The Atomic City Auto Parts site was a former automobile junkyard and scrap metal recycling facility located in Oak Ridge. DoR used a state remediation contractor to complete an interim removal action in 2003-2004 as part of a negotiated agreement with US Department of Energy (DOE), who was the responsible party. Contaminated soil and debris was excavated and removed for offsite. TDEC conducted a cleanup of this site that was completed in 2005. Based upon a review of TDEC's confirmatory sampling conducted after cleanup was completed, the DOE believes that TDEC 's cleanup objectives for the site have been met and TDEC concurred in a letter to DOE in October 2021. The only remaining actions for this site are development of a Risk Assessment (assigned to DOE), development of a Record of Decision, recording of a Notice of Land Use Restriction (NLUR) and the delisting process.  No further remediation is required.

Stored goods in the Mark IV warehouse

This property was an audio speaker assembly plant for the company Electro-Voice, previously owned by Mark IV Industries. The assembly plant was in operation from the mid 1960s until 2001. This former industrial site has been monitored since 2001 for chlorinated solvent chemicals that leaked from an underground storage tank. Groundwater, soil, and air on this property have been sampled for these cleaning chemicals to ensure that the concentrations are low enough to be safe for workers on the site now and in the future.  Groundwater contamination is currently present in three monitoring wells at the property.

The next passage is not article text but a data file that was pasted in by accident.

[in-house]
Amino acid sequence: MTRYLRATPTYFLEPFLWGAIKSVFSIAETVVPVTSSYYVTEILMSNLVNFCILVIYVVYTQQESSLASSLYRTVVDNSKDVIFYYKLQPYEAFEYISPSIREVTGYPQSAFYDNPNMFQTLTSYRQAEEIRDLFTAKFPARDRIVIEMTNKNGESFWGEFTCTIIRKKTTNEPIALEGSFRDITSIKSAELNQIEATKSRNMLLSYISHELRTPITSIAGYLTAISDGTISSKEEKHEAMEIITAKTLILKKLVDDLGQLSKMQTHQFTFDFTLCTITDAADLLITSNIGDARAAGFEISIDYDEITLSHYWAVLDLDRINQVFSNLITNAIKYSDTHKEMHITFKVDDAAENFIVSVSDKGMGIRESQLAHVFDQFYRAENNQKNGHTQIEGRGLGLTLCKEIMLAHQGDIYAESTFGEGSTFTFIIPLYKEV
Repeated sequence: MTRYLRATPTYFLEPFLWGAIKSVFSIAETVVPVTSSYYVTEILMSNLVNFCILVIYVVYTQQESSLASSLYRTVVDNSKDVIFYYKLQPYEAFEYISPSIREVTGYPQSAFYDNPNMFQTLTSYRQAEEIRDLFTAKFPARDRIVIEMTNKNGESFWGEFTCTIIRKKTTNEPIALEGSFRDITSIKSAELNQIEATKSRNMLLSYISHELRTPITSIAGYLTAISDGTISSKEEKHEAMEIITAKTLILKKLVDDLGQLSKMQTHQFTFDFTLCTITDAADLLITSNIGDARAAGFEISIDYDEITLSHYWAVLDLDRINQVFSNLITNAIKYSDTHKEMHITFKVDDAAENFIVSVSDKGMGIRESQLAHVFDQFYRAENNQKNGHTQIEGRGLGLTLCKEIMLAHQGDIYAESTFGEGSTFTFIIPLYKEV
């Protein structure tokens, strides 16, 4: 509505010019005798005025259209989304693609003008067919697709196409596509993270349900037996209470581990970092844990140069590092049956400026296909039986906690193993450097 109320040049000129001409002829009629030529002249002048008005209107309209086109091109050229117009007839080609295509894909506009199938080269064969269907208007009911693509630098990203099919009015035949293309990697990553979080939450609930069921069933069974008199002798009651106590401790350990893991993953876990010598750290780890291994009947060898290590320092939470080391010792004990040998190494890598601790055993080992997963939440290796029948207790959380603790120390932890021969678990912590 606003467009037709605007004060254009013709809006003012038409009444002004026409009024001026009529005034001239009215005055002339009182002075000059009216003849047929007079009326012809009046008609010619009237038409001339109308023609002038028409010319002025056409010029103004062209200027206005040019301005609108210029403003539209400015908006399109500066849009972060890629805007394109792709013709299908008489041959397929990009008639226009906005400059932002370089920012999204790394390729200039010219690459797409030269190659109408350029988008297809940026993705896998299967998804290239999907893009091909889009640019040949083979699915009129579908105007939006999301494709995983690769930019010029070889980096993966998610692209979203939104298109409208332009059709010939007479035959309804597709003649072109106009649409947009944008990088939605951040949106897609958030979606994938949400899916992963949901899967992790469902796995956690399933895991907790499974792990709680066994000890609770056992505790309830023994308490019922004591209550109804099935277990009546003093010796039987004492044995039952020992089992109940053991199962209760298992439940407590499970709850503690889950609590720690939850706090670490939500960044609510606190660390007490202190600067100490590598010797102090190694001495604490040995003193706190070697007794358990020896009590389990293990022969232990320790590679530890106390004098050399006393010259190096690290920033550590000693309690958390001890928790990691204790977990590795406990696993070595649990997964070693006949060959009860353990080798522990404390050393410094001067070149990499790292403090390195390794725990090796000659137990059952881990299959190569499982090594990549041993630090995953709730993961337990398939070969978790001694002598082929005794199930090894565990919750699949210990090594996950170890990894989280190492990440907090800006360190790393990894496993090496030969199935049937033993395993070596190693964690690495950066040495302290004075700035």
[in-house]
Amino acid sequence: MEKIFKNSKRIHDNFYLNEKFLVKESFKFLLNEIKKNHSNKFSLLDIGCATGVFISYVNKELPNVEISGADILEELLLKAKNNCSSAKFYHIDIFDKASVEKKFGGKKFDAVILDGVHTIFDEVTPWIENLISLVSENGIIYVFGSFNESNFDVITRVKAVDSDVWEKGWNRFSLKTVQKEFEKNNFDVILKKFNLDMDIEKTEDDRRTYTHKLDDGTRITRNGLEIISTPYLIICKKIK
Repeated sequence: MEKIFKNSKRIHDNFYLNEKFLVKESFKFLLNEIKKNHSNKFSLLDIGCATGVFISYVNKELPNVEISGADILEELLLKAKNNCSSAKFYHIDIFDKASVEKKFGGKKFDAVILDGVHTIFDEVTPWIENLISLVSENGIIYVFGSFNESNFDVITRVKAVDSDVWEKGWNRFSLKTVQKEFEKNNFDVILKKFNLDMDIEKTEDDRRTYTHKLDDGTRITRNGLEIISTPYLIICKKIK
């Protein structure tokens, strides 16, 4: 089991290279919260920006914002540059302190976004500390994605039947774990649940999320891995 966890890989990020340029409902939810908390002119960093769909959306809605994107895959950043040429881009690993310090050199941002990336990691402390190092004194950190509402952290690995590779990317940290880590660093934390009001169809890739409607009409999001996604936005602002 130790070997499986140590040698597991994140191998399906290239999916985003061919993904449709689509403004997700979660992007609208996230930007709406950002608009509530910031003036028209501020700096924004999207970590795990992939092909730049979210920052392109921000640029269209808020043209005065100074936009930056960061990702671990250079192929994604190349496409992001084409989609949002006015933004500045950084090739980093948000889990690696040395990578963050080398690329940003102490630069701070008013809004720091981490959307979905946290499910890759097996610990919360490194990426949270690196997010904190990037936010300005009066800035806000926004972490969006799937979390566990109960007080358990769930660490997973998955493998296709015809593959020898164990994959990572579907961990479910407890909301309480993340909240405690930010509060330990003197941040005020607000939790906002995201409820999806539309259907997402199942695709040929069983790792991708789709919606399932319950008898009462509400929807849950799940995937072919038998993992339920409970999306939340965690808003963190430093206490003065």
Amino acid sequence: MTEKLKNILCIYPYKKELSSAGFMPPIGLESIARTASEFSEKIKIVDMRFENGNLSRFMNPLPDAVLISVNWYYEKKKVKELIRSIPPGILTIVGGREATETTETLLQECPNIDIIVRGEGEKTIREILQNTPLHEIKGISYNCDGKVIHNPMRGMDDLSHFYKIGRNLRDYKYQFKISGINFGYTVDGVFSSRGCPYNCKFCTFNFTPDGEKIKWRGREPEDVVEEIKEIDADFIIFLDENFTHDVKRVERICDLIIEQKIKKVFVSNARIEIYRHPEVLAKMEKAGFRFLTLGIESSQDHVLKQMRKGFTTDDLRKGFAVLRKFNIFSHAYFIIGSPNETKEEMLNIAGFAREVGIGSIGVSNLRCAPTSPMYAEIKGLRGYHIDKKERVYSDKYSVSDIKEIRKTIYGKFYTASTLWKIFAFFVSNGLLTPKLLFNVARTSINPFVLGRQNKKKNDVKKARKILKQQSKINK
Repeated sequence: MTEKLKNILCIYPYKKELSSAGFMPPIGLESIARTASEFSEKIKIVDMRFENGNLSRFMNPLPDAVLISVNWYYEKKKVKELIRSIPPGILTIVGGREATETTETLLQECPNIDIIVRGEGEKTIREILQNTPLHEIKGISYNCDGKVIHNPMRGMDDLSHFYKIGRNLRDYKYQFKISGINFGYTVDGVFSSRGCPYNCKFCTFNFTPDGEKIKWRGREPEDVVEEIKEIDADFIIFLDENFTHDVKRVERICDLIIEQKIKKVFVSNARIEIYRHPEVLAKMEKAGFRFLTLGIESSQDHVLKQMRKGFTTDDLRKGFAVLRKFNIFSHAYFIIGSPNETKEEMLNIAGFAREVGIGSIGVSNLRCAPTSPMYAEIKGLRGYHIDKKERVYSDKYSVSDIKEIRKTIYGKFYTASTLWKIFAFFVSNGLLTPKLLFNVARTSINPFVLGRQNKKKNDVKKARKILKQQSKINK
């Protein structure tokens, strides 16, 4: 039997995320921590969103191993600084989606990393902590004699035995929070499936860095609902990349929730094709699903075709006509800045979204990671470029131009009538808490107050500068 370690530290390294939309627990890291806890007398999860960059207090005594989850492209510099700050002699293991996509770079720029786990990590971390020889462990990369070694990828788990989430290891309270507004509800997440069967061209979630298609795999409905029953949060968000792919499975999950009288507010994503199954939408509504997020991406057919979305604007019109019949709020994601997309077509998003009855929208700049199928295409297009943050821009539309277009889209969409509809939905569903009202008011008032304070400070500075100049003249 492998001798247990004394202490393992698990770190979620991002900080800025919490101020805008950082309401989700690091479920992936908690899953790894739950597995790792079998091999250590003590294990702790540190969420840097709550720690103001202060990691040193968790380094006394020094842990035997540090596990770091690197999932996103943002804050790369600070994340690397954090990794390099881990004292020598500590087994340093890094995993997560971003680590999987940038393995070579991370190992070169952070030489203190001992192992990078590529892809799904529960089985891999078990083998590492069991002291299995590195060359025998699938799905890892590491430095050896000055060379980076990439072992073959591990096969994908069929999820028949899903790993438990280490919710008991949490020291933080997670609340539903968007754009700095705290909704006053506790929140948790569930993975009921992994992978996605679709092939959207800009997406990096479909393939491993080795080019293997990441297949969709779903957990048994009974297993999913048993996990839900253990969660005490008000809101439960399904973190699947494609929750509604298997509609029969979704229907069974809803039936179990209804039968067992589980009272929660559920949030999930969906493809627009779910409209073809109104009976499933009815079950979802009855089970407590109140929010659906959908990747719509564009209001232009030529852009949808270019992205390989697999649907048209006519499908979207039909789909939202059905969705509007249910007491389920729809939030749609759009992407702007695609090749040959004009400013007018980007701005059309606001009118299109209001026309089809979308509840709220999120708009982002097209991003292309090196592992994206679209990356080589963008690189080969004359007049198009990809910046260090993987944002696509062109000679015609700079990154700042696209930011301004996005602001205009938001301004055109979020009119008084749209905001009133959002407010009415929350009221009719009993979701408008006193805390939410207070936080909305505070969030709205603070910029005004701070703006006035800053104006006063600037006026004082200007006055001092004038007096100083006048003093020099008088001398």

An excavator bulldozer rests the digging arm on a crushed rusty metal drum containing a strange greenish oxide in a large dirt pit.